Given the above, my next question is how to go about having it built? I obviously lack the technical knowledge to properly pull it off so is there a recommended company/website where I can pick the components that I want and they assemble it? I have seen several online but have no idea who's reputable. Any suggestions?
RAM, go low latency from the get go

CPU, 2500K will treat you welll, go P67 though

GPU GTX 460 should be great

HDD- with a SSD you wont need RAID

Monitor- 1080p at least

Ibuypower, cyberpowerPC, etc. could build it for you. But you really could build it yourself. Everything goes together pretty easily and only goes in one way for the most part and youll save a boatload of money
    
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post #16 of 21
Thread Starter 
Looking at Cyberpower, this is the closest I see to what I want.

http://www.cyberpowerpc.com/system/G...nity_8800_Pro/

Using this to build from, how should I proceed with my build based on what has been suggested so far?
post #17 of 21
You can probably build it yourself. A few questions to answer this:

Can you install an OS on a blank hard drive? If you haven't ever tried, can you install and unistall programs on your computer with ease?

Can you hook up a general home theater system (TV, DVDplayer, maybe a set of speakers) and have it all work?

If you can do both of these without any trouble, then you can build a computer. It really is no harder than a lego set. Just something to think about, cause it will save you a lot of money.
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Big Dog
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Linux Mint / Win7 Pro Dell U3011 and 2007WFP  Filco Ninja Tenkeyless, red switches Crosair TX950W 
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post #18 of 21
Quote:
Originally Posted by esp42089 View Post
You can probably build it yourself. A few questions to answer this:

Can you install an OS on a blank hard drive? If you haven't ever tried, can you install and unistall programs on your computer with ease?

Can you hook up a general home theater system (TV, DVDplayer, maybe a set of speakers) and have it all work?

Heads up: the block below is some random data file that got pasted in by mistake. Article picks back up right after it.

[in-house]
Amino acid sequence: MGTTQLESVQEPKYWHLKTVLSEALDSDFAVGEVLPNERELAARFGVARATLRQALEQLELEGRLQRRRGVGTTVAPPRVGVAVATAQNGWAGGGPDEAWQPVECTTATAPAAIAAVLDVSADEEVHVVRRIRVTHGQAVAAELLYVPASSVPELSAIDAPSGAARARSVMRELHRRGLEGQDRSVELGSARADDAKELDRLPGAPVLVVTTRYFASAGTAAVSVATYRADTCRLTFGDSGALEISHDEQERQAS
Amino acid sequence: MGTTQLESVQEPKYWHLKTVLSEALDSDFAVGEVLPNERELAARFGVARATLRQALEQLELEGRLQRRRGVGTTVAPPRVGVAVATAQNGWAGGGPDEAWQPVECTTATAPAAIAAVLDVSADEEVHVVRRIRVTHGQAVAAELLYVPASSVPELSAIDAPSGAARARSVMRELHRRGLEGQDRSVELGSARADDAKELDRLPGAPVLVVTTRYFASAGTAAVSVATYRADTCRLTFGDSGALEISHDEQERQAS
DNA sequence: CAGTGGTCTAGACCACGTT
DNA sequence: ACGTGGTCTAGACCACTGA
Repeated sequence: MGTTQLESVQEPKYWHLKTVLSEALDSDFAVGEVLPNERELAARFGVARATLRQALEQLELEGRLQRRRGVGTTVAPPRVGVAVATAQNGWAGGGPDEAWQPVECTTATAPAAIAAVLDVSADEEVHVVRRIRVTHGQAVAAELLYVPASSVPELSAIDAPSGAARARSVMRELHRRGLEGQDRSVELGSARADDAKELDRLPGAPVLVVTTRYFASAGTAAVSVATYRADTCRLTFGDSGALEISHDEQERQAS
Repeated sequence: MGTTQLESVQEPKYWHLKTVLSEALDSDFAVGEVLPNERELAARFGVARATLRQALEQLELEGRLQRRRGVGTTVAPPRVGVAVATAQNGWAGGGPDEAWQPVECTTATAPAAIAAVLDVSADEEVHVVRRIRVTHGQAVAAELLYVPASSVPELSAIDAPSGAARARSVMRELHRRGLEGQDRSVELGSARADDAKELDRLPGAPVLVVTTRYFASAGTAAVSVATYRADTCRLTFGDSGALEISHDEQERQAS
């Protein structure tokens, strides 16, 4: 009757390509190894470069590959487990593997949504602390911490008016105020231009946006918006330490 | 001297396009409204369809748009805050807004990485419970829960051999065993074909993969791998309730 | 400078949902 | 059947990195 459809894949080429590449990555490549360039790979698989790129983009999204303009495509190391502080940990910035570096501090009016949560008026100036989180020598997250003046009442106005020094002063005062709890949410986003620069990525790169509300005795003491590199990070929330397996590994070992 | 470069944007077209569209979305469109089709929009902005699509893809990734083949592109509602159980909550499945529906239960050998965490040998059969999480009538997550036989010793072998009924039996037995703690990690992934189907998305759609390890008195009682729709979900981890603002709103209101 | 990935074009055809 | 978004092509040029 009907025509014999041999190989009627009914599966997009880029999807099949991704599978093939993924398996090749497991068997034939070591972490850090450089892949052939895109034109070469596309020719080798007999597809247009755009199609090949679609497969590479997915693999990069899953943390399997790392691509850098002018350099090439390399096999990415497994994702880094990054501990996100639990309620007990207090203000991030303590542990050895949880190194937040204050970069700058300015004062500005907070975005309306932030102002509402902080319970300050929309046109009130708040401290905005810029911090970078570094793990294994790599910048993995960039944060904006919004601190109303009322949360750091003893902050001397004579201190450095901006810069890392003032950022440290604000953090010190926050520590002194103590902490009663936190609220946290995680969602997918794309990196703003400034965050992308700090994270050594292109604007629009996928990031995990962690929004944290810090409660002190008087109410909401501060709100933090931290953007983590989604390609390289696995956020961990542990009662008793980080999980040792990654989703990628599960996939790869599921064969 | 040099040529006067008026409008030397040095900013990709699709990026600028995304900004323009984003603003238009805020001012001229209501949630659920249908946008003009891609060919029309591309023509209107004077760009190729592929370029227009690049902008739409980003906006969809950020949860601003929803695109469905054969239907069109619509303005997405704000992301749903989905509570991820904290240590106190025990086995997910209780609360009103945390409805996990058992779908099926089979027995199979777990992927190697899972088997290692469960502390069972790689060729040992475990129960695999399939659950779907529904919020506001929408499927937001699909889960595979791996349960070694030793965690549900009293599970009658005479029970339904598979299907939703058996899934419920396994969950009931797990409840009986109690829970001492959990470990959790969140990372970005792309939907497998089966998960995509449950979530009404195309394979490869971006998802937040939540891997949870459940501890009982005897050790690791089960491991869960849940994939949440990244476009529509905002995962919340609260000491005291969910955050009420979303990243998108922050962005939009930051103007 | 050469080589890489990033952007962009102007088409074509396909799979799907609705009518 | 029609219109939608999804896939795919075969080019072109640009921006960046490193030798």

If you can do both of these without any trouble, then you can build a computer. It really is no harder than a lego set. Just something to think about, cause it will save you a lot of money.
That really does explain about how simple it really is
    
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Barracuda 320GB, Spinpoint F3 1TB, Barracuda 1.5TB Sony Optiarc BD-ROM Windows 7 Ultimate x64 HP 2311x 
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post #19 of 21
Thread Starter 
Quote:
Originally Posted by esp42089 View Post
You can probably build it yourself. A few questions to answer this:

Can you install an OS on a blank hard drive? If you haven't ever tried, can you install and unistall programs on your computer with ease?

Can you hook up a general home theater system (TV, DVDplayer, maybe a set of speakers) and have it all work?

If you can do both of these without any trouble, then you can build a computer. It really is no harder than a lego set. Just something to think about, cause it will save you a lot of money.
I can do both of those with no problem. But it seems like there are a lot of people who come here because they have problems with their builds? I'm hoping that this computer will be reliable for years to come and not giving me a blue screen for unknown reasons.
If it really is fairly simple I am willing to try it. Are there any recommended tutorials? How much is saved by doing it yourself?
post #20 of 21
Quote:
Originally Posted by starnz View Post
I can do both of those with no problem. But it seems like there are a lot of people who come here because they have problems with their builds? I'm hoping that this computer will be reliable for years to come and not giving me a blue screen for unknown reasons.
If it really is fairly simple I am willing to try it. Are there any recommended tutorials? How much is saved by doing it yourself?
most motherboards come with instructions.
you can save yourself hundreds to 1000+ dollars by doin it yourself
    
CPUMotherboardGraphicsRAM
Intel Core i5 2500k @ 4.5GHZ (for now) MSI P67A-GD65 BFG GTX 260 OC SLI 2x2GB G.Skill Ripjaw X 2133 CL9 
Hard DriveOptical DriveOSMonitor
Barracuda 320GB, Spinpoint F3 1TB, Barracuda 1.5TB Sony Optiarc BD-ROM Windows 7 Ultimate x64 HP 2311x 
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Dell L100 In Win Commander 1200W RV02B-EW Trackman Wheel 
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Intel Core i5 2500k @ 4.5GHZ (for now) MSI P67A-GD65 BFG GTX 260 OC SLI 2x2GB G.Skill Ripjaw X 2133 CL9 
Hard DriveOptical DriveOSMonitor
Barracuda 320GB, Spinpoint F3 1TB, Barracuda 1.5TB Sony Optiarc BD-ROM Windows 7 Ultimate x64 HP 2311x 
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Dell L100 In Win Commander 1200W RV02B-EW Trackman Wheel